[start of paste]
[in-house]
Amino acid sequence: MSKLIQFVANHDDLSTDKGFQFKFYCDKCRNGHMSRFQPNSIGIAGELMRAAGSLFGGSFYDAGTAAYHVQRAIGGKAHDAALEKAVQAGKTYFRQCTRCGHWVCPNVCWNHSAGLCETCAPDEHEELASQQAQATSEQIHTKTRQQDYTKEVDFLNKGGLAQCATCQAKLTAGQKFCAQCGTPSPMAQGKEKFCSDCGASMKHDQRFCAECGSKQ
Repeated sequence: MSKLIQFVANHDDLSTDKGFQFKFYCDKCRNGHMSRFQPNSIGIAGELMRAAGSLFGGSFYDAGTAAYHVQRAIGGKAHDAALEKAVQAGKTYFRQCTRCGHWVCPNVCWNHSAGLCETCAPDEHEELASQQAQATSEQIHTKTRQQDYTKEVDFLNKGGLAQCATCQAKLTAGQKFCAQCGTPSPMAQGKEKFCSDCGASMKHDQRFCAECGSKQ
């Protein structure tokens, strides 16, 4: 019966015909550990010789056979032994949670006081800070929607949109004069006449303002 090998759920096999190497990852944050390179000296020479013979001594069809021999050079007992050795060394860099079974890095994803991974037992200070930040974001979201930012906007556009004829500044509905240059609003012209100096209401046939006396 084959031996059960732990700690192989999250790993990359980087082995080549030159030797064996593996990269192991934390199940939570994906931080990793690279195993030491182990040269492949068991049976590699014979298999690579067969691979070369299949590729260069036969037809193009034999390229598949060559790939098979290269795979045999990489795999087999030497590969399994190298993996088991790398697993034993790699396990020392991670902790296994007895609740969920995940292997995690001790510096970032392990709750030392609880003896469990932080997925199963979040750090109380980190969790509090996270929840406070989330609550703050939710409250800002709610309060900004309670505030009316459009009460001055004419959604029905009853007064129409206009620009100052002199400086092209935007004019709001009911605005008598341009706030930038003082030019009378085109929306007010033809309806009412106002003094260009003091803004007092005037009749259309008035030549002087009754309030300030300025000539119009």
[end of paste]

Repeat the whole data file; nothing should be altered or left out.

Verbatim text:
[in-house]
Amino acid sequence: MSKLIQFVANHDDLSTDKGFQFKFYCDKCRNGHMSRFQPNSIGIAGELMRAAGSLFGGSFYDAGTAAYHVQRAIGGKAHDAALEKAVQAGKTYFRQCTRCGHWVCPNVCWNHSAGLCETCAPDEHEELASQQAQATSEQIHTKTRQQDYTKEVDFLNKGGLAQCATCQAKLTAGQKFCAQCGTPSPMAQGKEKFCSDCGASMKHDQRFCAECGSKQ
Repeated sequence: MSKLIQFVANHDDLSTDKGFQFKFYCDKCRNGHMSRFQPNSIGIAGELMRAAGSLFGGSFYDAGTAAYHVQRAIGGKAHDAALEKAVQAGKTYFRQCTRCGHWVCPNVCWNHSAGLCETCAPDEHEELASQQAQATSEQIHTKTRQQDYTKEVDFLNKGGLAQCATCQAKLTAGQKFCAQCGTPSPMAQGKEKFCSDCGASMKHDQRFCAECGSKQ
């Protein structure tokens, strides 16, 4: 019966015909550990010789056979032994949670006081800070929607949109004069006449303002 090998759920096999190497990852944050390179000296020479013979001594069809021999050079007992050795060394860099079974890095994803991974037992200070930040974001979201930012906007556009004829500044509905240059609003012209100096209401046939006396 084959031996059960732990700690192989999250790993990359980087082995080549030159030797064996593996990269192991934390199940939570994906931080990793690279195993030491182990040269492949068991049976590699014979298999690579067969691979070369299949590729260069036969037809193009034999390229598949060559790939098979290269795979045999990489795999087999030497590969399994190298993996088991790398697993034993790699396990020392991670902790296994007895609740969920995940292997995690001790510096970032392990709750030392609880003896469990932080997925199963979040750090109380980190969790509090996270929840406070989330609550703050939710409250800002709610309060900004309670505030009316459009009460001055004419959604029905009853007064129409206009620009100052002199400086092209935007004019709001009911605005008598341009706030930038003082030019009378085109929306007010033809309806009412106002003094260009003091803004007092005037009749259309008035030549002087009754309030300030300025000539119009």